3. There is no requirement for the beneficiaries to act unanimously to require information from the trustees, and there is no 'threshold of suspicion'. The judge said that a need for beneficiaries to act collectively to obtain trust information would be "an absurd situation" and mean "that for decades now trustees and beneficiaries had been proceeding on a false basis".

The Court decided in this case – with some minor exceptions – that the information sought should be provided.

Take away points

Trustees ought to be aware that their view of the adequacy of their response to a request for documents may not marry with that of the Court. An objective stance is required, and legal advice should be sought as to what a court may determine to be "insufficient" in the circumstances.

In this case, the Court was unimpressed by the fact that the trustees had provided, in its view, insufficient disclosure to date, and even when it was provided, only once legal proceedings had been threatened. It also made comment as to whether a more helpful approach on the part of the trustees to being transparent on their administration of the assets would have resulted in fewer documents needing to be disclosed, noting that "if the trustees had taken a less confrontational and more co-operative approach at the outset, all this litigation could have been avoided, and fewer documents (perhaps none at all) would now need to be disclosed". This highlights the need to seek appropriate legal advice at an early stage, for example, when information or documents are requested by beneficiaries in an informal setting initially. Doing so may avoid the time and costs of a court hearing on the issue.

This case serves as a useful reminder of the limitations on situations where the disclosure of documents may be withheld. As put by Judge Matthews, in a discretionary trust scenario, where one beneficiary may receive more benefit from a trust than another, the trustees "are justified by practical considerations in withholding their reasons for that exercise. Plainly, that does not apply to a request to trustees for information about the trust".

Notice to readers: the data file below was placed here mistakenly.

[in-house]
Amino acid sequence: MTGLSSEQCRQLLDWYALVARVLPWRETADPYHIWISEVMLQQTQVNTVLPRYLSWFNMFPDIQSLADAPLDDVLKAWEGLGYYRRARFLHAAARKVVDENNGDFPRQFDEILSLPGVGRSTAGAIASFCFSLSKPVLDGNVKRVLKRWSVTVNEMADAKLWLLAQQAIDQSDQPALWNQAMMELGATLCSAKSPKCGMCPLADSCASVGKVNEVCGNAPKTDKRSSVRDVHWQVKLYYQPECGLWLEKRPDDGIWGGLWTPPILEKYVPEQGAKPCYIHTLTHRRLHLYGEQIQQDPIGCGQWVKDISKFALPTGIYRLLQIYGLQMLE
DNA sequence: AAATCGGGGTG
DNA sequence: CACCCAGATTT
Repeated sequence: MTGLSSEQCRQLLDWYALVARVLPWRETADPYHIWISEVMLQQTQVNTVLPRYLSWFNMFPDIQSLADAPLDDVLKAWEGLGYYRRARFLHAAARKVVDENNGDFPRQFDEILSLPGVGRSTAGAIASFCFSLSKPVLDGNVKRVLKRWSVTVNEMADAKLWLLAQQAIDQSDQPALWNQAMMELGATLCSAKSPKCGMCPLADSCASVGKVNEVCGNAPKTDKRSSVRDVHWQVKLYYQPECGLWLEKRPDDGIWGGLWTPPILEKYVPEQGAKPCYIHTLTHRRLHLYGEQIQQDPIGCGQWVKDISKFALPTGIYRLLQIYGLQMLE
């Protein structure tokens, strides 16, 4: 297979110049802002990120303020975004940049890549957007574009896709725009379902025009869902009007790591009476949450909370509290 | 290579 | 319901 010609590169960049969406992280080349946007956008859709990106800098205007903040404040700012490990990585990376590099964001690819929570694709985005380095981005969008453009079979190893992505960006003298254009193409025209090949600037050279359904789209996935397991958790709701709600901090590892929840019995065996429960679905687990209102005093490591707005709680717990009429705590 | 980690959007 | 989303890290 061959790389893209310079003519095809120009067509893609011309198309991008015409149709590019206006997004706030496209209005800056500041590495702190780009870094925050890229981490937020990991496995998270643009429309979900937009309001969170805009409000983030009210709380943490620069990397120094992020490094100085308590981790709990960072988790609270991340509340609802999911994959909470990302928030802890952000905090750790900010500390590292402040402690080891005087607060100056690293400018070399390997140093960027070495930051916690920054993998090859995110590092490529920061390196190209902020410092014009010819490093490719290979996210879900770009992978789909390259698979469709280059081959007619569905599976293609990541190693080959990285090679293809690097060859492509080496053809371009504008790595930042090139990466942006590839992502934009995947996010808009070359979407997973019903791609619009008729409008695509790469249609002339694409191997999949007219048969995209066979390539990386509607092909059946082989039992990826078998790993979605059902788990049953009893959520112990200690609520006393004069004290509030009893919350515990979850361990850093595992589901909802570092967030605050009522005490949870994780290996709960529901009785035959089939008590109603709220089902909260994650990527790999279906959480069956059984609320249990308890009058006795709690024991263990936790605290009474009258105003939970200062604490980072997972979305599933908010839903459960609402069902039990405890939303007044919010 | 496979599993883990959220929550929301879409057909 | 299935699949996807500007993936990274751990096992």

So while trustees will often be able to withhold the detail of the exercise of their dispositive powers, they may not get the same protection in an administrative context. Even though Guernsey has its own statutory provisions and case law in this area, there is nothing in this case that would point towards the Guernsey Courts taking a materially different approach.


Finally, the Court provided useful commentary on the issue of legal privilege and its applicability in circumstances where trust documents have been requested. The trustees originally sought to claim legal professional privilege over all of their communications with their lawyers, before withdrawing from that position before the hearing.

The Judge considered the issue anyway, and confirmed that trustees may only assert legal professional privilege against document-seeking beneficiaries where that legal advice is received by the trustees for the benefit of themselves personally, and which is paid for by them personally as well.

The Judge noted that any legal advice received by the trustees which was paid for out of the funds of the Tamplin Trust and sought for the benefit of that trust as a whole, may be privileged as against third parties but could not be privileged as against the beneficiaries.